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Lite Learning of SQL RRS feed

  • Question

  • Good day,  I'm hoping to find out where I can get some lite learning on SQL.   I'm working with Sharepoint and have somewhat of an understanding of SQL.   I posted to the SharePoint forum on retrieving a large amount of records from SQL to display in a webpart.  It was recommended that I pull a subset of information.    I think this means that I should create some separate tables in SQL containing only the information needed for the different types of views that I would like to display.   So how do I create a query for these subsets of information in SQL?  Also,  I would like a better understanding of SQL,  but don't intend on being a DBA so I'm looking for some lite learning on the subject... Any ideas?

    One other thing I wanted to add was the term  data locking in SQL,  can you please explain this to me?  Thanks Judy

    Thanks Judy
    Wednesday, July 30, 2008 5:40 PM

Answers

  • Hi Judy,

     

    You've mis-interpreted the recomendation from the ShartPoint forum a little bit; they were not suggesting that you create separate tables with only the data you want to show in your web part, just that you ensure you're query is specific to the data you want to show rather than returning a whole bunch of records and trying to filter them later. The reason to do this is that SQL Server is better at filtering the data directly in the server and returning your records than the program would be at filtering them after the data is returned. It also reduces the amount of information that has to be returned across the network, which makes the query faster.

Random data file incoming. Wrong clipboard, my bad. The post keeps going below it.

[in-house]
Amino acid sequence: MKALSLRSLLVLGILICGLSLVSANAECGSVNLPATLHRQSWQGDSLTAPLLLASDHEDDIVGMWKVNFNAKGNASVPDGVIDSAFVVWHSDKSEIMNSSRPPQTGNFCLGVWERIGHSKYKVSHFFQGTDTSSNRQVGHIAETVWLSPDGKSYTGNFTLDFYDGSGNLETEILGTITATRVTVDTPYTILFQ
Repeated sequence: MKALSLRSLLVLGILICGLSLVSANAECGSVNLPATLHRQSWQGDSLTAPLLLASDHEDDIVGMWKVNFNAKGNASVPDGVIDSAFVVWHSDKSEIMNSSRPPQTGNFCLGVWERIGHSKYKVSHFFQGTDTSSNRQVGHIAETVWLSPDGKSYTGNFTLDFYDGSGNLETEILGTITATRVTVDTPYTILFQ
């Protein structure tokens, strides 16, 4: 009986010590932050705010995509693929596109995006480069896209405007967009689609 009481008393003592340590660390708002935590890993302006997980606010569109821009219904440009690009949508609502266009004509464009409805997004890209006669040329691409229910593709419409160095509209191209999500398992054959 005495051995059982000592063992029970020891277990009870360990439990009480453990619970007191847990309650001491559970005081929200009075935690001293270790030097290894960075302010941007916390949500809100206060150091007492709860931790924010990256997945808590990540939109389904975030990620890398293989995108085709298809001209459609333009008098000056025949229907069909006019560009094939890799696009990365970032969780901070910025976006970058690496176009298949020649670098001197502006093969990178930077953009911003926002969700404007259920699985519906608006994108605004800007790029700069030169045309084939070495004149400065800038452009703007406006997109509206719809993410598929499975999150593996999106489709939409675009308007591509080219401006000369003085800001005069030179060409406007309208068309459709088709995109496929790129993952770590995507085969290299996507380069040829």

As far as an easy source for learning some SQL, there are a few places you can look. There is a video series that gives the basics of using SQL Server, you can find it at http://msdn.microsoft.com/en-us/beginner/aa718391.aspx. If you are using SQL Express and you register it (you'll find a Register button on the page I've linked to above) you will also have the opportunity to download an e-book as a registration benefit - the e-book has some information about writing simple queries.

     

    Data locking is a fairly complex topic to cover in a forum post (there are whole books on it) and for basic usage you probably don't need to know too much about it since SQL does it for you automatically. The jist of locking is that only one person/application/process should be able to change data at a time to ensure that the data remains consistent. Think of it like this, say that Bob's Books sells books online. The only have one copy of Harry Potter and the Sorcerers Stone in stock and it just so happens that you and I both want to buy it. We go online at the same time, put the book in our cart and hit the purchase button. Without locking it would be possible for both of our purchases to be processed, meaning we both pay for the single copy of the book. Luck of the draw is that the book gets shipped to you and I just get a nice charge to my credit card and no book to show for it. Bob's going to be hearing from me and it's not going to be a happy conversation. With locking, only one of our transactions can be processed at a time; let's say your transaction goes in first - the record for the book is locked while your transaction processes so when my transaction attempts to modify the books record (i.e. by decrementing the inventory count) it can't get a lock, so my transaction blocks until you're finished and the lock is released. When you're finished, I can now proceed, but my transaction sees the inventory count is 0, so my purchase fails. I still don't have a book, but at least I didn't pay for it.

     

    There is way more complexity in locking, and many reasons and ways data is locked, but that should give you the general idea about what it is and why it's important.

     

    Regards,

    Mike

     

    • Marked as answer by Josnoe Monday, July 27, 2009 12:43 PM
    Tuesday, August 5, 2008 3:34 AM